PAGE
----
After a thrilling weekend, the final two teams in the race to the MLS Cup have been decided. This Sunday the LA Galaxy will play host to the New England Revolution in a game that will crown the new MLS Cup champion and conclude the 2014 season.
Fortunately for Major League Soccer (and all us writers), this past weekend has been full of compelling storylines and captivating narratives that we all get to talk about. It has also set the stage for an exciting final, chock full of stories of its own to explore.
For me, this has been one of the most entertaining playoff races in quite some time and, as a neutral, I found myself discovering more and more reasons to pull for each of the four teams. Although two of the four teams have been eliminated, there are still plenty of questions left to be answered and many story arcs left to be resolved. Here are some of my favorite talking points that have developed from these Conference Finals. Continue reading MLS Playoff Weekend: Exploring the Conference Finals
Orlando City takes the field in MLS in 2015 and, over time, a team will emerge that will infuriate our fan base and become the most hated team in all the land. Rivalries are forged over time, owing to on-field incidents, displays of poor sportsmanship, injuries or some other unexpected flashpoint.
Whether through a nasty challenge leading to a red card, a team-vs.-team brawl, or some other unforeseen event, Orlando City will develop a hated rival—some team that our fans will come to detest above all others. Which team that might be—and it’s possible that team isn’t even in MLS as of yet—remains to be seen. But why wait? Let’s talk about the top candidates before a single ball has even been kicked, because it’s fun and that’s all we can do at this point.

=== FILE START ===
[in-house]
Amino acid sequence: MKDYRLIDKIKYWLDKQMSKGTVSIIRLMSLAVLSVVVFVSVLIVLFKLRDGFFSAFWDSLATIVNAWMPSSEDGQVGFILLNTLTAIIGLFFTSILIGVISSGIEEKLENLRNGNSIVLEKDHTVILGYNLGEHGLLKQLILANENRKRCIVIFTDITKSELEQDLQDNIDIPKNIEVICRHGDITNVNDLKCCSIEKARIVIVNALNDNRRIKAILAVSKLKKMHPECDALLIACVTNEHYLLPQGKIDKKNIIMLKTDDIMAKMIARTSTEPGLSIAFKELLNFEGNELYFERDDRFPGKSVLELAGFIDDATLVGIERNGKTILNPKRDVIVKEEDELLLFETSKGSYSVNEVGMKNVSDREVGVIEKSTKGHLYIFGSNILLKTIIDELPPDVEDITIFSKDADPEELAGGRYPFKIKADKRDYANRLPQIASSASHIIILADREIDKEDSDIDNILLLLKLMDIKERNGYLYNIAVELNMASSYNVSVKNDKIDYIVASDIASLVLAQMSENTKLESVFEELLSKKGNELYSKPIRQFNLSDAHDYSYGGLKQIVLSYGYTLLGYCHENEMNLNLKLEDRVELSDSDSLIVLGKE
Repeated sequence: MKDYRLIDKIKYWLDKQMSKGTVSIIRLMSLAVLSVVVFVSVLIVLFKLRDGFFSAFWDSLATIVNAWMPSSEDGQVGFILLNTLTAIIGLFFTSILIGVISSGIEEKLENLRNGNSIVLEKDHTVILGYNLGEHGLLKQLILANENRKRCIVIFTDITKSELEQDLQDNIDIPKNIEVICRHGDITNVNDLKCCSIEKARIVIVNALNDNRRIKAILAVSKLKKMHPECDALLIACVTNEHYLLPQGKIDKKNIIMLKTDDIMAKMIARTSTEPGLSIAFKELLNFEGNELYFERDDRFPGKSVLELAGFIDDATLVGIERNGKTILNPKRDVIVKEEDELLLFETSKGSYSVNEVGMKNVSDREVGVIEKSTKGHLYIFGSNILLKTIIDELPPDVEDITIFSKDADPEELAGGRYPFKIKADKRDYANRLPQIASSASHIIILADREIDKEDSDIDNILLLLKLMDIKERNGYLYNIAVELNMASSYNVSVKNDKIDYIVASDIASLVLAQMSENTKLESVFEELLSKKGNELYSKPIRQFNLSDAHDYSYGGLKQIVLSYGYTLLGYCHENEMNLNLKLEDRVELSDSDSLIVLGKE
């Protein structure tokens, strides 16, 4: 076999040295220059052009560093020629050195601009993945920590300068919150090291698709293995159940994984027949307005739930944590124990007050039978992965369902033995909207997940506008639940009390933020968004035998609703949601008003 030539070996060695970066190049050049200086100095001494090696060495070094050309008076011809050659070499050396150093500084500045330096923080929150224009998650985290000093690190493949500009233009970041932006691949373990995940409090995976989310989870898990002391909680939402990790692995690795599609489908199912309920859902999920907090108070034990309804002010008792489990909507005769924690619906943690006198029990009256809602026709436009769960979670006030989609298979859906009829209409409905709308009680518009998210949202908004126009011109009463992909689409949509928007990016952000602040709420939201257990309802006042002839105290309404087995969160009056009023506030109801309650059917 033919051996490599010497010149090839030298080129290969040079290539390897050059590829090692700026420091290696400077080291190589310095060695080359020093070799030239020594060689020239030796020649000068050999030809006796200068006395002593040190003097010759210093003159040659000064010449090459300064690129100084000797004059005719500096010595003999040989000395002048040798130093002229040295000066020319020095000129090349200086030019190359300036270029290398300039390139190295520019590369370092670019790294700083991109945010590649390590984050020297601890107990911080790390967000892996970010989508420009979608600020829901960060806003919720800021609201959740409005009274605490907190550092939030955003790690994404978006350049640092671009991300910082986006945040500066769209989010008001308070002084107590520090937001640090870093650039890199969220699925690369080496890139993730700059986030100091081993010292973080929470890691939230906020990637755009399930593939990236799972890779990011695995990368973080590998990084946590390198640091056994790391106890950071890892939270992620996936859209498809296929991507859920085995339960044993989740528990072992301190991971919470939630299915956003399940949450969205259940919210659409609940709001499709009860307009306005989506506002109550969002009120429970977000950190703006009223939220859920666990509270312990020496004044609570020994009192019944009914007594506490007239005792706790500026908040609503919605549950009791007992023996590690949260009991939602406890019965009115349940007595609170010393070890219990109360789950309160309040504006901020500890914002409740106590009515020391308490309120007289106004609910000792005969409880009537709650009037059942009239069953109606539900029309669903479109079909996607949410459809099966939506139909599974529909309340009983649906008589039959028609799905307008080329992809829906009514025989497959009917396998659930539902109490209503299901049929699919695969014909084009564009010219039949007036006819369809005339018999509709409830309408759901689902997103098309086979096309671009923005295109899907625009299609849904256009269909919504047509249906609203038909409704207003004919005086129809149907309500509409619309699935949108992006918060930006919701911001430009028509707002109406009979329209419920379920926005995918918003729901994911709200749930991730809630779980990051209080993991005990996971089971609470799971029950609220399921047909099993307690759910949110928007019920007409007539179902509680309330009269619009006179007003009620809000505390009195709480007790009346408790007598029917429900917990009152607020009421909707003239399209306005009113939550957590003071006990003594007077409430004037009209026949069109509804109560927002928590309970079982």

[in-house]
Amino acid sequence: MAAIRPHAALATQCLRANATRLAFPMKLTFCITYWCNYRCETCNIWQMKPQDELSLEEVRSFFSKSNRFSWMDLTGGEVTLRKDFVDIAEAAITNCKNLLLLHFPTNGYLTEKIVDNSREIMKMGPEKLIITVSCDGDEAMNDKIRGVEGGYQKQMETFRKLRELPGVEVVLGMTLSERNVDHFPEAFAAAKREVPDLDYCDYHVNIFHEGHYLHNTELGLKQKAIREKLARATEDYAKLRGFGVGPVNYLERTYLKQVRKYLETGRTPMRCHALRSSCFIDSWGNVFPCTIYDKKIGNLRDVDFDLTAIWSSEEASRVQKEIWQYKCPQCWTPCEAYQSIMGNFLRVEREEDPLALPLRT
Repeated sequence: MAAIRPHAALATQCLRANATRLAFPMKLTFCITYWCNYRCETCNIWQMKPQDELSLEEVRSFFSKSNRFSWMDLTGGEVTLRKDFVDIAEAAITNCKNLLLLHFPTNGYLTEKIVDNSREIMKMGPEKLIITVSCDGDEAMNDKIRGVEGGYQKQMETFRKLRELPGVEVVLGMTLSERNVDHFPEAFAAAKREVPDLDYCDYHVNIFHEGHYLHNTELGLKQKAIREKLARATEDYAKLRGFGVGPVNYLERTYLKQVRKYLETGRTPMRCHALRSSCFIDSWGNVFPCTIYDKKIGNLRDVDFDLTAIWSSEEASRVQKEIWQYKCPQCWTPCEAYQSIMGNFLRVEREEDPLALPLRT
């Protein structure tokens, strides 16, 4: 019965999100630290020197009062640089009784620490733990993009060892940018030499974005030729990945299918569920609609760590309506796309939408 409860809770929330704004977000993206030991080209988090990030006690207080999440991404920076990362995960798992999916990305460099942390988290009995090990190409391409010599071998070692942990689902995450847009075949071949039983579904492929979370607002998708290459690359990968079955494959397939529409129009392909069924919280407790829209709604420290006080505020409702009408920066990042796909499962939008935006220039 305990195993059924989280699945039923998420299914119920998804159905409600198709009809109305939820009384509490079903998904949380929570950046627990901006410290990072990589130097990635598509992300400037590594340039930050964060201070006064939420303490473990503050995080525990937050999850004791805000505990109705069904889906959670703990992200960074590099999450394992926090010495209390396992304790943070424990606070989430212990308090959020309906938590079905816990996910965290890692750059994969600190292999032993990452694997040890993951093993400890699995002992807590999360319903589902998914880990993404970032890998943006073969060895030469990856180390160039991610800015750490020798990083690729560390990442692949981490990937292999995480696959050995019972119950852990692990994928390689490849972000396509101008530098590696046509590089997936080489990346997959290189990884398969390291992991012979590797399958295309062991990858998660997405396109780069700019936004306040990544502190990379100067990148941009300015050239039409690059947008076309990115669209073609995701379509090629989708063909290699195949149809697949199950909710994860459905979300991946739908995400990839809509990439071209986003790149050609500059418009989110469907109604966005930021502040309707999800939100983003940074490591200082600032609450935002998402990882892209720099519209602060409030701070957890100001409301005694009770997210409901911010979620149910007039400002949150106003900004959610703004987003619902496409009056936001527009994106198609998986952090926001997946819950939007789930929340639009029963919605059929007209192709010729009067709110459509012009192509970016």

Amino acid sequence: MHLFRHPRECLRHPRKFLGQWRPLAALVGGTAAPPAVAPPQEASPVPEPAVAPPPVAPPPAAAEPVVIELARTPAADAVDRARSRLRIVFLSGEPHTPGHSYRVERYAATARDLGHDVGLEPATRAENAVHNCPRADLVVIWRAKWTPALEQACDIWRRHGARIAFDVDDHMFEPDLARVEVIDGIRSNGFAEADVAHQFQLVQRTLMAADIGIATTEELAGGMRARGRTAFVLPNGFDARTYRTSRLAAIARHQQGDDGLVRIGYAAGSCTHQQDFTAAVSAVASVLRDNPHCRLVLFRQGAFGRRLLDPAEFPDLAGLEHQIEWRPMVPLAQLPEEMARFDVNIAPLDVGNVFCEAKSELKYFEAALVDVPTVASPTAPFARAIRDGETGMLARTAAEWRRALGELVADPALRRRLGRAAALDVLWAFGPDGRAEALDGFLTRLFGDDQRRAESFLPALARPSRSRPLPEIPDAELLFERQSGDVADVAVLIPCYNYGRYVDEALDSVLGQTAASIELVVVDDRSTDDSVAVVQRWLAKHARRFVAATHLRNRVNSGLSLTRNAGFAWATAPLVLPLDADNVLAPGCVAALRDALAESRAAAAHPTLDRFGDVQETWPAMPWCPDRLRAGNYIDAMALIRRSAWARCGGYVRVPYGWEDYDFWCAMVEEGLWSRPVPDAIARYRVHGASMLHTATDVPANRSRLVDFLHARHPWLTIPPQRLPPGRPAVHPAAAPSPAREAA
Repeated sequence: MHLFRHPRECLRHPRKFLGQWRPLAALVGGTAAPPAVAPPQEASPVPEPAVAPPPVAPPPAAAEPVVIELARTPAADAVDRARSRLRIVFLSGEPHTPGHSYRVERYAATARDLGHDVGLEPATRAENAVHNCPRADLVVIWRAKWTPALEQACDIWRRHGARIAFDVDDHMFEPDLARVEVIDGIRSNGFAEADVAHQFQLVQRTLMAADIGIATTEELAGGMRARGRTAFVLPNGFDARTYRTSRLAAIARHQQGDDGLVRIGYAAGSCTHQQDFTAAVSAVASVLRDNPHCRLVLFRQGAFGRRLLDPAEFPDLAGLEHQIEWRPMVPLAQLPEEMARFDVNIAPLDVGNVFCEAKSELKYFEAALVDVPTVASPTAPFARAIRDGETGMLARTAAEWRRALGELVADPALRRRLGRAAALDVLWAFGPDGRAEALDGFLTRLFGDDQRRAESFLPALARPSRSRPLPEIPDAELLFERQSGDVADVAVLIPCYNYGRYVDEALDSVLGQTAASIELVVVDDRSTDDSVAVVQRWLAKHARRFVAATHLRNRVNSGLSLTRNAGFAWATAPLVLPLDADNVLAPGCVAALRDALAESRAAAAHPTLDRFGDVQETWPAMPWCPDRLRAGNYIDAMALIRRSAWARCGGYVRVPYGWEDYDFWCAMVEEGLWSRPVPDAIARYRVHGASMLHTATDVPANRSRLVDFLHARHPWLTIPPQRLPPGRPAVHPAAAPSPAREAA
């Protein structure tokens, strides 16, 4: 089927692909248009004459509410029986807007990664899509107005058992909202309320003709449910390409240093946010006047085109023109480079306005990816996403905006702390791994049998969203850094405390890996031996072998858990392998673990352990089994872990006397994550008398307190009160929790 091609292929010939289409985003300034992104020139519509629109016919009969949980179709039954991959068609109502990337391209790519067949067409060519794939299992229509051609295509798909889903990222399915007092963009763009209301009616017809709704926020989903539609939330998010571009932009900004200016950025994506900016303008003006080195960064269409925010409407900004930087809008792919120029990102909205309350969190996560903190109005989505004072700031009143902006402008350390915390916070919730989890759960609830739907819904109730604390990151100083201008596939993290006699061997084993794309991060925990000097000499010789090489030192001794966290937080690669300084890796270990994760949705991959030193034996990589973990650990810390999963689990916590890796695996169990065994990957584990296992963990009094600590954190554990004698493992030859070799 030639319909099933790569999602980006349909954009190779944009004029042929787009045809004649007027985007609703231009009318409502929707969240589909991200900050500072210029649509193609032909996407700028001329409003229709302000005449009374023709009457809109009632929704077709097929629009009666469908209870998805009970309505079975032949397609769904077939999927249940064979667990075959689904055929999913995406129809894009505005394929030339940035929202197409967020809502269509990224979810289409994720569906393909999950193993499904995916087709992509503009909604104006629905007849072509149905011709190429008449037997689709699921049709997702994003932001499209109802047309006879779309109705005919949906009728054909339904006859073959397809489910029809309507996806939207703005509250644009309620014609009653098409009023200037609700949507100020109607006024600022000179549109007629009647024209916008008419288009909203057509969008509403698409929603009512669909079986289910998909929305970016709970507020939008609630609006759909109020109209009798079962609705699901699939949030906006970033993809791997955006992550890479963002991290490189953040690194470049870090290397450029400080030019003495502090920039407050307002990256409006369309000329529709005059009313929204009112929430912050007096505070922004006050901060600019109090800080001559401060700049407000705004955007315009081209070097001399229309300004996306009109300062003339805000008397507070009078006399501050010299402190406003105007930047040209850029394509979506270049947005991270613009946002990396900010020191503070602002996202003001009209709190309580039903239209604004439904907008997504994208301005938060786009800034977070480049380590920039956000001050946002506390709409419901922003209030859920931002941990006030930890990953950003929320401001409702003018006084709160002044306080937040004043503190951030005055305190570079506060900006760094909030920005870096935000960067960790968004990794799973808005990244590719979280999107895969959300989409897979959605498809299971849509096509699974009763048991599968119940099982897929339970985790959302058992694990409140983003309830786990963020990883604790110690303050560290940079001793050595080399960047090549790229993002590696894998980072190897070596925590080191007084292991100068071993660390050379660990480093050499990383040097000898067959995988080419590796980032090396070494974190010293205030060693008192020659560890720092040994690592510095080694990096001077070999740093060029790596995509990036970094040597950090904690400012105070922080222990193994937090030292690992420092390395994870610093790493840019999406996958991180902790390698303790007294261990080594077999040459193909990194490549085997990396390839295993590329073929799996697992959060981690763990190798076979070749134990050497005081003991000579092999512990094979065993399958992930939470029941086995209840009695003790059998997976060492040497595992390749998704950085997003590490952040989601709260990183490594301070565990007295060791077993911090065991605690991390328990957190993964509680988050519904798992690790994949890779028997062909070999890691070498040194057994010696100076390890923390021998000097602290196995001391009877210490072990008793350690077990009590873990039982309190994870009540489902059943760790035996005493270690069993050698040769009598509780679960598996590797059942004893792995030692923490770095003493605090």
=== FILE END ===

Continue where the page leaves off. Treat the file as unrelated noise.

There are multiple reasons why New York City FC might become the most hated team among Lions fans. First of all, they’re from New York. Everyone outside of the greater New York area tends to detest New York teams. Call it a media bias toward the East Coast, the New York market itself, or a city-to-city inferiority complex, other towns tend to resent New York. This alone could build animosity.
Continue reading Top Five Candidates to Become Orlando’s MLS Rival
It was a quiet weekend for Orlando City news. The club held its Play Bingo Ladies Luncheon, presented by Winnie Palmer Hospital for Women & Babies, on Saturday at the Rosen Plaza Hotel—providing a day of bingo, champagne, mimosas and prizes from Tiffany’s for those in attendance.
The Orlando City Foundation is doing good work in the Orlando area, making the world a better place for the children of Central Florida.
In other news, Tommy Redding and Tyler Turner left to join the U.S. U-20 team on its trip to Spain, in preparation for U-20 FIFA World Cup qualifying in January 2015. The U-20 team will compete in three matches in Marbella while overseas. The U.S. will take on Russia (U-21), the Republic of Ireland and Canada.
Continue reading The Weekend in Soccer…(11/10/14)
This is the second part of a series in which we introduce Orlando City fans to the teams our Lions will be facing in 2015 when the team starts play in Major League Soccer. Today we take a look at the New York Red Bulls.
Telling us about New York is Matt Coyne, managing editor at SB Nation’s Red Bulls blog, Once a Metro.
What are the three most important things Orlando City fans need to know about the New York Red Bulls?
1. We used to be the MetroStars. Some Orlando City fans might remember the bad old days of MLS 1.0. Well, during that period, the Red Bulls were first the New York/New Jersey MetroStars, then just the MetroStars. Those guys in red-and-black vertical stripes playing home games in Giants Stadium? Same team.
In 2006, soft drink giant Red Bull bought the team and rebranded them the New York Red Bulls, much to the consternation of many fans. It’s come with some good—Red Bull Arena wouldn’t be the same facility without the injection of money from Red Bull, nor would the team have Thierry Henry or Tim Cahill on the roster—but a lot of bad, as the owner is loath to recognize the team’s early history and regularly puts incompetent people in charge. Despite dropping more than $200 million on a stadium, Red Bull owner Dietrich Mateschitz has never actually been to it.
Continue reading Meet Our New Foes: New York Red Bulls